The information gathered — location, species, size, health status — replaces an out-of-date inventory the city compiled a decade ago. Since then, the city estimates its stock of street and park trees has grown by 33 percent despite Isabel’s devastation. The city’s urban forestry staff of 31 can care for only 3,100 or so of the 200,000 trees. And Pokorny says no money has been budgeted for new trees for 10 years. Neighborhood groups have taken up the slack.
Some city officials and residents say the surge of investment and widespread construction throughout Richmond makes attention to green space, particularly the appearance and health of trees, crucial to attracting new people and business to the area.
Volunteer Laura Cameron and her neighbors with the Historic Monument Avenue and Fan District Foundation got to know Pokorny and his wife, Rebecca, closely after Isabel. Pokorny had been at the job for less than a year when the hurricane leveled thousands of trees. Many city residents say they went weeks without power, but had their streets cleared in days. Credit Pokorny. “He’s the Ralph White of trees,” Cameron says, referring to city naturalist White’s reputation for being able to draw volunteers.
“He told us it’s not just a nice thing, it’s a critical thing,” Cameron says of Pokorny’s push for the tree count.
In January, Pokorny’s wife, Rebecca, an urban-forestry graduate student, started a 12-session program in which participants learned how to care for trees. Twenty-seven people took part. In exchange for the education, they volunteered to help plant, prune and count the city’s trees.
The Monument Avenue and Fan District foundation provided the seed money to jump-start the census that begins in the Fan and will extend citywide.
Technology drives the project. Karl Pokorny holds a device in his palm. It is a red hand-held computer — a Compaq Arc-pad — that is compatible with the city’s geographic information system of maps and grids. Any of the city’s urban forestry workers or volunteers can help with the census, thanks to the user-friendly computer and software.
The computer costs $800. The software — which replicates software used by the United States Air Force — is $300. The city plans to spend $4,000 to purchase more units.
The 20 or so tree trackers gathered today aren’t the bohemian sort. They carry cell phones and business cards and wear worker IDs around their necks. The men and women circle around Pokorny for a demonstration.
“This has a graphical interface to help locate objects on the ground,” he tells them. He moves to the north side of the median and stops opposite Dr. Wyatt Beazley’s house. “We’ll try that maple there,” Pokorny says, pointing to the left of the stately brick house. Beazley and City Councilman William J. Pantele huddle around Pokorny and observe.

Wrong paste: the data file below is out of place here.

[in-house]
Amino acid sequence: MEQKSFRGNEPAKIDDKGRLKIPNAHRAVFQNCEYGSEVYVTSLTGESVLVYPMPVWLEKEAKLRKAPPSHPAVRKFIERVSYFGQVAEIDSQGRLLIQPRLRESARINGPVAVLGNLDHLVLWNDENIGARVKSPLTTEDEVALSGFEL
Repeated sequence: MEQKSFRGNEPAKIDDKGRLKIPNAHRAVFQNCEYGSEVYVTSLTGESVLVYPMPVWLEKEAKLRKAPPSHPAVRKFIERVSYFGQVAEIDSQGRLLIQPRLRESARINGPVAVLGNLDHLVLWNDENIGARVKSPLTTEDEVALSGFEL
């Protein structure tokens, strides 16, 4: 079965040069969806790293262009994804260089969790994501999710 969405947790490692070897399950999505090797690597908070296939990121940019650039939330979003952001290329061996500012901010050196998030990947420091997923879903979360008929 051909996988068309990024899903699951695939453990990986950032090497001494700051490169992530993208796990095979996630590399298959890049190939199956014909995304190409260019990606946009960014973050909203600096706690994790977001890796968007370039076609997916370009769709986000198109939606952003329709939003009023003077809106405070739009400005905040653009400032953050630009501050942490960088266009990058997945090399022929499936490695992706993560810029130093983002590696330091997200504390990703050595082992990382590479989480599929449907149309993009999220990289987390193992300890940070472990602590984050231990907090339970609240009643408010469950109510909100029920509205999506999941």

From the Monument Avenue grid Pokorny locates Beazley’s house. He uses a stylus to mark the exact spot of the tree on the computer screen. Then he runs through a menu and picks from descriptive options. It is a sugar maple, 30 to 40 feet tall. Its crown diameter is 20 to 30 feet. Pokorny gazes up at thick leafy canopy. It appears healthy, so where the computer asks for a “condition” he enters: Good.
“We don’t have any real conflicts here,” Pokorny says, such as a telephone wire or a tree well that appears too small.
“You mean some barrier, more or less?” Beazley asks. Pokorny nods yes.
In a minute — about the time Pokorny says a trained worker or volunteer will be able to complete an entry — the maple is in the system, counted.
“That’s really cool,” Pantele says.
Pokorny, his wife and City Arborist Peter Girardi divide the group into teams and spread throughout the median, each subgroup with a computer. “It’s been shown in studies to reduce road rage where there are tree-lined streets,” Rebecca Pokorny explains to her group. She says anyone who wants to help with the inventory is welcome and can be trained easily.
Monument Avenue resident Ken Powell says the trees along this stretch of road shouldn’t be taken for granted. “We figure we lost 10,000 years of growth from Jeb Stuart to Arthur Ashe,” he says of the avenue’s tree loss after Isabel. It was a kind of reckoning, he says, adding: “I never realized what an urban park this is.” S
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